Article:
I just read a refreshing point of view on a subject I love, from one of my testing heroes, Janet Gregory.
Before proceeding, please take your time to read her point of view.
I use it
I have been using the Shift Left and even Shift Right terminology, as we say in Dublin, for donkeys years. I am not sure who I heard it from, I seem to vaguely recall a conversation with Gojko Adzic, or was it Dan North? I am getting more and more forgetful, whomever I pick I am very likely wrong, so forget about where i heard it from. and let’s move on.
I love it, it’s leaner!
I have to say I love Shift Left, it has helped me and my teams understand where we needed to take our attention to. In my mind it was never only about redistributing testing activities, but it brought great emphasis on prevention over detection, going towards a leaner testing, some people like to call #NoTesting.
I am all for prevention and I was always going to end up with the Shift Left party.
Now, reading what Janet says, I understand perfectly where she is coming from and there is no denying that the continuous infinity loops models describe the new reality much better than Shift + direction does.
Was it always like this?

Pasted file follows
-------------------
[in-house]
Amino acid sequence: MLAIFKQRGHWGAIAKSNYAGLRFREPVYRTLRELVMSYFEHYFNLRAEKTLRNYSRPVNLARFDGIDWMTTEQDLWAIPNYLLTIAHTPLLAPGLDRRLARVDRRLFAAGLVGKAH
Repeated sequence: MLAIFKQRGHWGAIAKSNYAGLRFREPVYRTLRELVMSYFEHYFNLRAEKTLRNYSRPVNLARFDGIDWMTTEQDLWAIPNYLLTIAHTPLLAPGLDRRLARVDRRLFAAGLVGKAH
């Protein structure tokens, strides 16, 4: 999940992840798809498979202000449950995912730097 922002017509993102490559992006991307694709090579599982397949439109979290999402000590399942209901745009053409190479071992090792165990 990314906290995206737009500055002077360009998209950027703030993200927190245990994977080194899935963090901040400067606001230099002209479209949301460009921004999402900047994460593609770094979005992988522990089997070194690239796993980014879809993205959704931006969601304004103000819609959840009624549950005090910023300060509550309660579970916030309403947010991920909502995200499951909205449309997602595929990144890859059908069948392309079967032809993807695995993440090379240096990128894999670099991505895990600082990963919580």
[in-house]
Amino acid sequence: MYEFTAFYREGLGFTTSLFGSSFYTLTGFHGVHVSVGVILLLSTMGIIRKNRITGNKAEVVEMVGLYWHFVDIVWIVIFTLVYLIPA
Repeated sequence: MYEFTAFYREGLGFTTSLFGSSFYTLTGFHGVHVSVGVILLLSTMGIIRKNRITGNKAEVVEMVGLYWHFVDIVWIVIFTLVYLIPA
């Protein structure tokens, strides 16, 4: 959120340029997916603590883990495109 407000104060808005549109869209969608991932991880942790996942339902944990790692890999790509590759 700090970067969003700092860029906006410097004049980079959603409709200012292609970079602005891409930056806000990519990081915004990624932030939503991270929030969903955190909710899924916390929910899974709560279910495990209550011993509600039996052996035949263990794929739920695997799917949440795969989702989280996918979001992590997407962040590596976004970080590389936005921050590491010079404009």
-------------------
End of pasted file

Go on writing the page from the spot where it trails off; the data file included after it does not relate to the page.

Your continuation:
Software development today is certainly non linear 100% agree.
Now correct me if I am wrong here, but waterfall is linear.
The water goes in one direction and there is no going back unless we are on some planet with different gravitational laws, which would be pretty cool to see now that i think about it 🙂
The key is “what” are you shifting from?
My take is that, maybe, in the early days, testers suffering with a bad waterfall hungover, would have understood Shift Left with more ease than if presented with the new continuous models (that in fact, didn’t exist yet).
We are improving
Think about being a waterfall tester in the mid late 200x. You are in a room and I talk to you about how to think and use Shift left. Somebody else maybe Janet, talks to you of either of the (excellent) continuous models we have today. What do you reckon you are going to do next?
If I had to guess, I’d say you’d Shift left. It is easier to understand if all you know is waterfall.
There is a left, a right and a centre in waterfall and people get it when you ask them to go left.
It was the first step to move from waterfall to agile, at least for me.
I see the continuous models as the reflection of the growing maturity of modern testers.
We are ready
We are now ready, bring the new continuous models on and let’s leave the shifting to rally drivers.
The models are good now, because testers are ready to understand, embrace and apply them.
Janet, thank you so much for making me think!